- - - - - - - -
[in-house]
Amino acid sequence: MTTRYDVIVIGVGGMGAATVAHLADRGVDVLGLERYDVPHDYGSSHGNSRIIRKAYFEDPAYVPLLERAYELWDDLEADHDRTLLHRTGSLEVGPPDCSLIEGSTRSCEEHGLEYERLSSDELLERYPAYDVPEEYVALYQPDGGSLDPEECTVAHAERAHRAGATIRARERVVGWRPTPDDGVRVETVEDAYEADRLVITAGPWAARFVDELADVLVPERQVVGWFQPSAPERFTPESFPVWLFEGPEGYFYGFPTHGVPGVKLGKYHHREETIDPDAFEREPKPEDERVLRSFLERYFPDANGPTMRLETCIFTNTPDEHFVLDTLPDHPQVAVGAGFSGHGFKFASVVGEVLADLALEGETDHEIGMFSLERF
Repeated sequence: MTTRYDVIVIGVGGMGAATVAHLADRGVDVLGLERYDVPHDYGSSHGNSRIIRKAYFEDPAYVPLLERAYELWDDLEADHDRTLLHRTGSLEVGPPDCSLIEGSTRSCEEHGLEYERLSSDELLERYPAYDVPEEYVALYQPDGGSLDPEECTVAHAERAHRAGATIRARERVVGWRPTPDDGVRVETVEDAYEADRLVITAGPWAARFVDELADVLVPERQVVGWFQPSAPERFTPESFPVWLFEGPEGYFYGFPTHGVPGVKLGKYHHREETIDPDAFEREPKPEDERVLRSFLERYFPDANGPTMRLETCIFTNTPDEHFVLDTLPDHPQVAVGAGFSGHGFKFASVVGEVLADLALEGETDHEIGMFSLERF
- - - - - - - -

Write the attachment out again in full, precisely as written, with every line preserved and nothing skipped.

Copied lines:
[in-house]
Amino acid sequence: MTTRYDVIVIGVGGMGAATVAHLADRGVDVLGLERYDVPHDYGSSHGNSRIIRKAYFEDPAYVPLLERAYELWDDLEADHDRTLLHRTGSLEVGPPDCSLIEGSTRSCEEHGLEYERLSSDELLERYPAYDVPEEYVALYQPDGGSLDPEECTVAHAERAHRAGATIRARERVVGWRPTPDDGVRVETVEDAYEADRLVITAGPWAARFVDELADVLVPERQVVGWFQPSAPERFTPESFPVWLFEGPEGYFYGFPTHGVPGVKLGKYHHREETIDPDAFEREPKPEDERVLRSFLERYFPDANGPTMRLETCIFTNTPDEHFVLDTLPDHPQVAVGAGFSGHGFKFASVVGEVLADLALEGETDHEIGMFSLERF
Repeated sequence: MTTRYDVIVIGVGGMGAATVAHLADRGVDVLGLERYDVPHDYGSSHGNSRIIRKAYFEDPAYVPLLERAYELWDDLEADHDRTLLHRTGSLEVGPPDCSLIEGSTRSCEEHGLEYERLSSDELLERYPAYDVPEEYVALYQPDGGSLDPEECTVAHAERAHRAGATIRARERVVGWRPTPDDGVRVETVEDAYEADRLVITAGPWAARFVDELADVLVPERQVVGWFQPSAPERFTPESFPVWLFEGPEGYFYGFPTHGVPGVKLGKYHHREETIDPDAFEREPKPEDERVLRSFLERYFPDANGPTMRLETCIFTNTPDEHFVLDTLPDHPQVAVGAGFSGHGFKFASVVGEVLADLALEGETDHEIGMFSLERF